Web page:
U.S. 33, Route 4 see most crashes


Pictured above is a crash scene on U.S. 42 last month in which a truck rammed into the side of a building, causing extensive structural damage. Residents along U.S. 42 have complained about speed along the road, but Ohio State Highway Patrol statistics show the road has fewer crashes than other commonly travelled routes in the county.
(Journal-Tribune photo by Will Channell)
With the second major vehicle crash on U.S. 42 occurring within the span of a month, area residents are concerned with the rate that road sees crashes.
Many residents worry about the number of crashes they’ve seen along that road. Last week’s incident resulted in the death of an 18-year-old driver, while last month’s crash saw a large truck plow into the side of building.
Statistics provided by the Ohio State Highway Patrol paint a different picture, though.
Patrol Lt. Molly Harris said U.S. 33 sees the most traffic, followed by U.S. 42 and Routes 4 and 31.
Harris said the biggest factor in the danger of a road is how much traffic it sees. She said U.S. 33, being the busiest road in the county, sees the most crashes with 744 from 2014 to 2016.
“We have a lot of employees that go to Honda on a daily basis,” she said. “So that traffic on 33 is pretty heavy.”
From 2014 to 2016, there were 144 vehicle crashes on U.S. 42. That’s fewer than the 296 crashes on Route 31 and the 378 crashes on Route 4. In that time, U.S. 42 saw one fatality, while Routes 4 and 31 saw two each.
“We do see a lot of crashes on Route 4,” she said.
She said when she looks back at the fatal crashes the county has seen, speed is usually a “number one factor,” though the cause of crashes varies. She said in Logan County, for example, crashes caused by failure to yield are started to pop up.
“If we could just take that extra second at those stop signs, at those intersections … it just gives you some extra time,” she said.
Harris said Union County has been lucky this year in terms of fatal crashes. This year has had only three fatal crashes, including the death last week on U.S. 42. Last year, the county had six. In 2015, the county had seven.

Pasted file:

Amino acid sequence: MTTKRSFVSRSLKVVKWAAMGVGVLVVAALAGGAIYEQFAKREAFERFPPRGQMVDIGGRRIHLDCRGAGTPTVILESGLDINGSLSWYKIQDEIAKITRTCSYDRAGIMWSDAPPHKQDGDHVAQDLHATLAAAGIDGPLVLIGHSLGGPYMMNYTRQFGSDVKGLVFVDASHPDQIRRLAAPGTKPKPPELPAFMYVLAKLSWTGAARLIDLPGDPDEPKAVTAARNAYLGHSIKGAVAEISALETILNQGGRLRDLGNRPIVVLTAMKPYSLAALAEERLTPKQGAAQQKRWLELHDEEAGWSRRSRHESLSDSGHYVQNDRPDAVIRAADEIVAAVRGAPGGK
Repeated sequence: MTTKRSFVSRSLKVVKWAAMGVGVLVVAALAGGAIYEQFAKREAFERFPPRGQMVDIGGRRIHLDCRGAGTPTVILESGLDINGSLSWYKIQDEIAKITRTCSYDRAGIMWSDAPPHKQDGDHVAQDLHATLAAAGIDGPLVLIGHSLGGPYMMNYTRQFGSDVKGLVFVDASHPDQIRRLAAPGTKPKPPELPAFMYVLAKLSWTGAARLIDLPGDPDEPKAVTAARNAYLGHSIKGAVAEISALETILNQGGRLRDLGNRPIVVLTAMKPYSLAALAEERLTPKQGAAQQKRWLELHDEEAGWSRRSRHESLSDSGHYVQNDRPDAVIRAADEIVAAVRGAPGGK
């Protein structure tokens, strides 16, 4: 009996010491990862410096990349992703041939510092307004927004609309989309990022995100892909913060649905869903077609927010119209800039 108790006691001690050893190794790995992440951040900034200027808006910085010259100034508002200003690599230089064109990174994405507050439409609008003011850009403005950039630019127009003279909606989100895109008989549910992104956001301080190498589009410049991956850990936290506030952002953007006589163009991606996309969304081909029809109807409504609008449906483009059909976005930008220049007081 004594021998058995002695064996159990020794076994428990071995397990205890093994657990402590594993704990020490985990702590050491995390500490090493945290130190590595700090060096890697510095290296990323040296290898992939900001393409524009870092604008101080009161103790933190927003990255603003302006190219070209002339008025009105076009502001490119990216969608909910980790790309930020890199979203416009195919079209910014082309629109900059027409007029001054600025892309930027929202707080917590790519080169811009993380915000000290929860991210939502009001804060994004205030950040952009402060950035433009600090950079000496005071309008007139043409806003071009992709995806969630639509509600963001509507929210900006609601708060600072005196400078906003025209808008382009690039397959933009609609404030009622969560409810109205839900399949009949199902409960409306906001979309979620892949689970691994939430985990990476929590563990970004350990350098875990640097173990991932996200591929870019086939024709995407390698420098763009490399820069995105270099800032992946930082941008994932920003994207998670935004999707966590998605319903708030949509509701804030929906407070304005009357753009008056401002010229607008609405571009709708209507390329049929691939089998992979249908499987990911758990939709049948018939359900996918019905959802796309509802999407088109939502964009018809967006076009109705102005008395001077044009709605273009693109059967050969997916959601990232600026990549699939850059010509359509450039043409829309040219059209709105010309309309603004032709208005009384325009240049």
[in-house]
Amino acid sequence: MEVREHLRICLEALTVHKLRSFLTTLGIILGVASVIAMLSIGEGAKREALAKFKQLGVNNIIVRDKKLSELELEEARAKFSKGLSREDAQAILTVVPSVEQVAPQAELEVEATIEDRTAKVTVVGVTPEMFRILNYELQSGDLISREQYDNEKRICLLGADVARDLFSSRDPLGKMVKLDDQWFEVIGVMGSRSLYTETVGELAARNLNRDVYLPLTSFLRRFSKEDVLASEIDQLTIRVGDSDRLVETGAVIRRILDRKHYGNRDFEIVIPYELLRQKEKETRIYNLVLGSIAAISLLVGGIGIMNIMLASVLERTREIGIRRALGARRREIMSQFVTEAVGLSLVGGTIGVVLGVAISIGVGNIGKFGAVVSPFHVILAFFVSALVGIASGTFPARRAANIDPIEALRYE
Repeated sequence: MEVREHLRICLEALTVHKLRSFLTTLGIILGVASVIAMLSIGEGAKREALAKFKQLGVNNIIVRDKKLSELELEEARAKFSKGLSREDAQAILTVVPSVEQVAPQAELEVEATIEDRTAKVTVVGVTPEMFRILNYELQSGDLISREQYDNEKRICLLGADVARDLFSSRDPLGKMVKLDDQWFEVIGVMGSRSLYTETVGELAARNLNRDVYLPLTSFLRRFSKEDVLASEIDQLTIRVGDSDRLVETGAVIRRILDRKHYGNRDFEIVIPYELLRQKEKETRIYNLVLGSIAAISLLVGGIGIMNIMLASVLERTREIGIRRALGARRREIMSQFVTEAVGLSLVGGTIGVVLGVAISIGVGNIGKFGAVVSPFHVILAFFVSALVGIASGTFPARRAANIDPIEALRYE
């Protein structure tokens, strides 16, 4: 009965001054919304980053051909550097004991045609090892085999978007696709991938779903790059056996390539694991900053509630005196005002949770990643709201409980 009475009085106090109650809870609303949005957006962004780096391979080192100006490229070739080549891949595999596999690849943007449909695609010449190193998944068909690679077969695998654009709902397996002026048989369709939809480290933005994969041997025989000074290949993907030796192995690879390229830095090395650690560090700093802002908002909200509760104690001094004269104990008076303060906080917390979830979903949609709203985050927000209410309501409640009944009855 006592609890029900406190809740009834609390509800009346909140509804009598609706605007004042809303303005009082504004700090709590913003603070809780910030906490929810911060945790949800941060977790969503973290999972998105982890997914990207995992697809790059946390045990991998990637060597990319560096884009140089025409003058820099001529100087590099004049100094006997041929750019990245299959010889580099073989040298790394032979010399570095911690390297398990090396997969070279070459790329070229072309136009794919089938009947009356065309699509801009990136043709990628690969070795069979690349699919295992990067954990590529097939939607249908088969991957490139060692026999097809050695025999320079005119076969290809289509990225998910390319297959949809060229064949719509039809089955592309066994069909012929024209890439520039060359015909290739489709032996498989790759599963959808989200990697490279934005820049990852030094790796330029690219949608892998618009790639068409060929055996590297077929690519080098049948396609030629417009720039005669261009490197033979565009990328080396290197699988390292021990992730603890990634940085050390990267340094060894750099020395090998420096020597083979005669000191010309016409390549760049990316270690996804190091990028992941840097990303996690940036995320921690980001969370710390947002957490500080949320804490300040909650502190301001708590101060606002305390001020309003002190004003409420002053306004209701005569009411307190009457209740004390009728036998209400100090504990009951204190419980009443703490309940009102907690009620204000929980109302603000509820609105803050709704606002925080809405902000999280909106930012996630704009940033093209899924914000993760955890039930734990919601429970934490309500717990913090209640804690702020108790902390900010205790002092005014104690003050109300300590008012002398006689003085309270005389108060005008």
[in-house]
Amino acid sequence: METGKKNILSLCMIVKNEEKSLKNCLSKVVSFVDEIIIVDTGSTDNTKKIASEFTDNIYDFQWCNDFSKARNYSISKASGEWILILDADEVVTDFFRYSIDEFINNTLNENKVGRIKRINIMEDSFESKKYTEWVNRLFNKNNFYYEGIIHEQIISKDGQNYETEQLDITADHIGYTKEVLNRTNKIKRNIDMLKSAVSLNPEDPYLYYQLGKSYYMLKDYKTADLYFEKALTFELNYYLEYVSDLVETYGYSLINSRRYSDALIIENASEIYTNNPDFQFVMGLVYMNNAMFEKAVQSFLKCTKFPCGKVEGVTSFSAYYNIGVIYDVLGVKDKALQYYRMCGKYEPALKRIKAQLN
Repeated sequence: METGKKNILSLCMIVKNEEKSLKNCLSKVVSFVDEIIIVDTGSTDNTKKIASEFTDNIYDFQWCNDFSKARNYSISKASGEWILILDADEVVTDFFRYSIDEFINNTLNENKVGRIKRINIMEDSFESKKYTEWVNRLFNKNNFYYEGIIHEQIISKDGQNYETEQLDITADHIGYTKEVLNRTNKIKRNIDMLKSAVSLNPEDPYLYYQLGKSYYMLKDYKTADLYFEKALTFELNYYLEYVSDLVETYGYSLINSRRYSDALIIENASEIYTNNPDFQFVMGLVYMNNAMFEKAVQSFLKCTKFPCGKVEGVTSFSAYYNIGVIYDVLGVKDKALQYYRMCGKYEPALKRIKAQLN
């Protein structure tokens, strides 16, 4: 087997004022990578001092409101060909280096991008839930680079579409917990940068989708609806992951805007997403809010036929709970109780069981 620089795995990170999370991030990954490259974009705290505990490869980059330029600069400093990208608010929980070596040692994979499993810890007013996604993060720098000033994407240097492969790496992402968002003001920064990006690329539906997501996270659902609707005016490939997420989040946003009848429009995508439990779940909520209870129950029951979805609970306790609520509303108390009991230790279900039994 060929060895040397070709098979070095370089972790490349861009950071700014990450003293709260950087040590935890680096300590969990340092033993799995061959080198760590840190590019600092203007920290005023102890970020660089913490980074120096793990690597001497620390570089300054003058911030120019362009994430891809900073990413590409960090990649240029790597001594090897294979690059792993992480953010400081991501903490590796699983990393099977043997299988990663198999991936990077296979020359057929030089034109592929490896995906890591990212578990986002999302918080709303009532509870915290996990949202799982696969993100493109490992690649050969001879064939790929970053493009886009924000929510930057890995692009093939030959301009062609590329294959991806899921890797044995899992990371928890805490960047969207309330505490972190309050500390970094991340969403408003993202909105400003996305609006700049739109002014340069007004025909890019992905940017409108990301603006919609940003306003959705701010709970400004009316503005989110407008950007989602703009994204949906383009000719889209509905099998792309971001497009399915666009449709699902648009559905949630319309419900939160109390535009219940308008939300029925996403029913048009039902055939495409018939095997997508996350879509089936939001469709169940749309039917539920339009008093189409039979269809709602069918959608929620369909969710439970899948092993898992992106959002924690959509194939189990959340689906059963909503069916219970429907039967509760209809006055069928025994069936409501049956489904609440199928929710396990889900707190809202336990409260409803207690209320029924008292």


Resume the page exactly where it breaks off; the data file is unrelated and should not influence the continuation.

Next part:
Weather is another factor in crashes, and Harris said it’s most dangerous when it’s in a state of transition.
Harris said the county sees more crashes as the weather gets colder, not only because of slicker roads, but because deer get on the move.
“We see a lot of deer crashes, and out of deer crashes, injuries can occur,” she said.
Early spring is another headache for authorities, as the weather is generally in a tumultuous state around that time.
“It’s not really the weather’s fault, it’s the driver,” she said.
A lack of using seatbelts is also a contributing factor in crashes in both Union and Logan County. Even in injury crashes, seatbelts go far toward mitigating injuries.
“Those seatbelts do save lives,” she said.
Harris said she recommends drivers to slow down. That doesn’t only mean reducing speed, but also taking a few more seconds at intersections and turns. Allowing a bit more time during a commute can help prevent crashes.
“I would say slow down across the board,” she said.
Harris said limiting distractions can help save lives, too. Whether it’s a “beautiful sunset” or a phone, drivers need to note distractions and learn to ignore them. She said to pay attention to what’s in front and around the vehicle.
“That’s one that always rears its ugly head, too,” she said. “There’s so many things that can distract us in the cars now as well as even distractions outside the car.”

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